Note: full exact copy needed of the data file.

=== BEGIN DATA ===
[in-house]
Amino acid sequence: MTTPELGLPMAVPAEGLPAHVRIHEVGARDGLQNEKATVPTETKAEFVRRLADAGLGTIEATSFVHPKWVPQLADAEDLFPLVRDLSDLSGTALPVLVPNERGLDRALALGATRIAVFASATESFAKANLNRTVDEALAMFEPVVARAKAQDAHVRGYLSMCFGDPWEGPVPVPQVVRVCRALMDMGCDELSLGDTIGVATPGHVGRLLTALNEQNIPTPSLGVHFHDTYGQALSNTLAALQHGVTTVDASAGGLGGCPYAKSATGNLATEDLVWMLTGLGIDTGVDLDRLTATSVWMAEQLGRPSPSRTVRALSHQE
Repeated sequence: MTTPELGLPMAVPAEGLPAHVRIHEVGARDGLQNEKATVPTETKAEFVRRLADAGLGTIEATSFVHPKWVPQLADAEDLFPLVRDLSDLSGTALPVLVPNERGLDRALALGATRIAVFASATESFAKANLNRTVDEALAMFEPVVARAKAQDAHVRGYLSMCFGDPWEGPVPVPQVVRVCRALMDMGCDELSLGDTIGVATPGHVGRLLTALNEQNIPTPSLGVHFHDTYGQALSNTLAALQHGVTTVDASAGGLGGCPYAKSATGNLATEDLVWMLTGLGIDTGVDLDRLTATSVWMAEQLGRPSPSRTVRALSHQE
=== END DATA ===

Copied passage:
[in-house]
Amino acid sequence: MTTPELGLPMAVPAEGLPAHVRIHEVGARDGLQNEKATVPTETKAEFVRRLADAGLGTIEATSFVHPKWVPQLADAEDLFPLVRDLSDLSGTALPVLVPNERGLDRALALGATRIAVFASATESFAKANLNRTVDEALAMFEPVVARAKAQDAHVRGYLSMCFGDPWEGPVPVPQVVRVCRALMDMGCDELSLGDTIGVATPGHVGRLLTALNEQNIPTPSLGVHFHDTYGQALSNTLAALQHGVTTVDASAGGLGGCPYAKSATGNLATEDLVWMLTGLGIDTGVDLDRLTATSVWMAEQLGRPSPSRTVRALSHQE
Repeated sequence: MTTPELGLPMAVPAEGLPAHVRIHEVGARDGLQNEKATVPTETKAEFVRRLADAGLGTIEATSFVHPKWVPQLADAEDLFPLVRDLSDLSGTALPVLVPNERGLDRALALGATRIAVFASATESFAKANLNRTVDEALAMFEPVVARAKAQDAHVRGYLSMCFGDPWEGPVPVPQVVRVCRALMDMGCDELSLGDTIGVATPGHVGRLLTALNEQNIPTPSLGVHFHDTYGQALSNTLAALQHGVTTVDASAGGLGGCPYAKSATGNLATEDLVWMLTGLGIDTGVDLDRLTATSVWMAEQLGRPSPSRTVRALSHQE